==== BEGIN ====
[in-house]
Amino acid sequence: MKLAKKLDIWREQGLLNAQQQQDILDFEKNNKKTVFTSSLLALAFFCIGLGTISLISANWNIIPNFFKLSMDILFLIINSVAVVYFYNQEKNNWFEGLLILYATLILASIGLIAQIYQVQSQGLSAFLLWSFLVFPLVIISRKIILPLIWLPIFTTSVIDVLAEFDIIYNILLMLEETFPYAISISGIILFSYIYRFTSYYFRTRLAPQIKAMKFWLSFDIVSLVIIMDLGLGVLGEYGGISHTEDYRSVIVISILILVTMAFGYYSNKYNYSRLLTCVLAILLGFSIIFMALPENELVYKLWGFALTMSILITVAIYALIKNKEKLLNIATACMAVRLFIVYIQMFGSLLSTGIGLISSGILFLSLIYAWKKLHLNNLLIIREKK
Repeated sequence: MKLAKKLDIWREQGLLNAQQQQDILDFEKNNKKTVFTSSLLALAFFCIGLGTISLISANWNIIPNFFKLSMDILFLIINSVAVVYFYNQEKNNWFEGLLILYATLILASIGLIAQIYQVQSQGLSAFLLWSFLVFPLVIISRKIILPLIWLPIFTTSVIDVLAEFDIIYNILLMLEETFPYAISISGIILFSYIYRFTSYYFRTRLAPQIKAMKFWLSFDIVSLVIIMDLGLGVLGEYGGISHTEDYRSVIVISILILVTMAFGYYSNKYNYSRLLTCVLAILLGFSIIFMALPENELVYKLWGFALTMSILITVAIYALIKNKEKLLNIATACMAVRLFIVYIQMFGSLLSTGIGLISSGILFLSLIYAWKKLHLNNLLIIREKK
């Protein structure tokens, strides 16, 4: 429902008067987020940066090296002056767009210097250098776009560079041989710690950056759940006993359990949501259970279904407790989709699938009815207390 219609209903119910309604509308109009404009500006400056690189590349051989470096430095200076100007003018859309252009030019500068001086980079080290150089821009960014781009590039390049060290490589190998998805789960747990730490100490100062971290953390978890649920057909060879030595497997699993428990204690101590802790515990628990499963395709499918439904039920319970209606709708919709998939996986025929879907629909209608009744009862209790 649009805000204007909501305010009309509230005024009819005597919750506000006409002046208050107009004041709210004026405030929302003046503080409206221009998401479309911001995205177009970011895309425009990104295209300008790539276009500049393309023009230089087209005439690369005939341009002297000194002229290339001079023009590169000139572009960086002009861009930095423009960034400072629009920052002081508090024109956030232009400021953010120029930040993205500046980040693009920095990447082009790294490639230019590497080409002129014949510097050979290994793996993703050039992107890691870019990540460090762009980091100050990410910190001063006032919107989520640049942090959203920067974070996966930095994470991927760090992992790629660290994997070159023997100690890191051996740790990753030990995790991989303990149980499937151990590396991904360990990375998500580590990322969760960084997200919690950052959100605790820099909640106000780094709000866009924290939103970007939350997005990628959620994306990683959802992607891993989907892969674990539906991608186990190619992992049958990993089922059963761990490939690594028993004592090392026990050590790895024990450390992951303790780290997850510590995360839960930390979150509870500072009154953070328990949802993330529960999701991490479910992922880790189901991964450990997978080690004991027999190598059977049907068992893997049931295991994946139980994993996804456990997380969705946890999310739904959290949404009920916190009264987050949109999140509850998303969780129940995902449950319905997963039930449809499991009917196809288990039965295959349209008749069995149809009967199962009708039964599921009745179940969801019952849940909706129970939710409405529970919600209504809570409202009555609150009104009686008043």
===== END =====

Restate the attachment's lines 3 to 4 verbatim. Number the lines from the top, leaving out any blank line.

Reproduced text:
Repeated sequence: MKLAKKLDIWREQGLLNAQQQQDILDFEKNNKKTVFTSSLLALAFFCIGLGTISLISANWNIIPNFFKLSMDILFLIINSVAVVYFYNQEKNNWFEGLLILYATLILASIGLIAQIYQVQSQGLSAFLLWSFLVFPLVIISRKIILPLIWLPIFTTSVIDVLAEFDIIYNILLMLEETFPYAISISGIILFSYIYRFTSYYFRTRLAPQIKAMKFWLSFDIVSLVIIMDLGLGVLGEYGGISHTEDYRSVIVISILILVTMAFGYYSNKYNYSRLLTCVLAILLGFSIIFMALPENELVYKLWGFALTMSILITVAIYALIKNKEKLLNIATACMAVRLFIVYIQMFGSLLSTGIGLISSGILFLSLIYAWKKLHLNNLLIIREKK
């Protein structure tokens, strides 16, 4: 429902008067987020940066090296002056767009210097250098776009560079041989710690950056759940006993359990949501259970279904407790989709699938009815207390 219609209903119910309604509308109009404009500006400056690189590349051989470096430095200076100007003018859309252009030019500068001086980079080290150089821009960014781009590039390049060290490589190998998805789960747990730490100490100062971290953390978890649920057909060879030595497997699993428990204690101590802790515990628990499963395709499918439904039920319970209606709708919709998939996986025929879907629909209608009744009862209790 649009805000204007909501305010009309509230005024009819005597919750506000006409002046208050107009004041709210004026405030929302003046503080409206221009998401479309911001995205177009970011895309425009990104295209300008790539276009500049393309023009230089087209005439690369005939341009002297000194002229290339001079023009590169000139572009960086002009861009930095423009960034400072629009920052002081508090024109956030232009400021953010120029930040993205500046980040693009920095990447082009790294490639230019590497080409002129014949510097050979290994793996993703050039992107890691870019990540460090762009980091100050990410910190001063006032919107989520640049942090959203920067974070996966930095994470991927760090992992790629660290994997070159023997100690890191051996740790990753030990995790991989303990149980499937151990590396991904360990990375998500580590990322969760960084997200919690950052959100605790820099909640106000780094709000866009924290939103970007939350997005990628959620994306990683959802992607891993989907892969674990539906991608186990190619992992049958990993089922059963761990490939690594028993004592090392026990050590790895024990450390992951303790780290997850510590995360839960930390979150509870500072009154953070328990949802993330529960999701991490479910992922880790189901991964450990997978080690004991027999190598059977049907068992893997049931295991994946139980994993996804456990997380969705946890999310739904959290949404009920916190009264987050949109999140509850998303969780129940995902449950319905997963039930449809499991009917196809288990039965295959349209008749069995149809009967199962009708039964599921009745179940969801019952849940909706129970939710409405529970919600209504809570409202009555609150009104009686008043």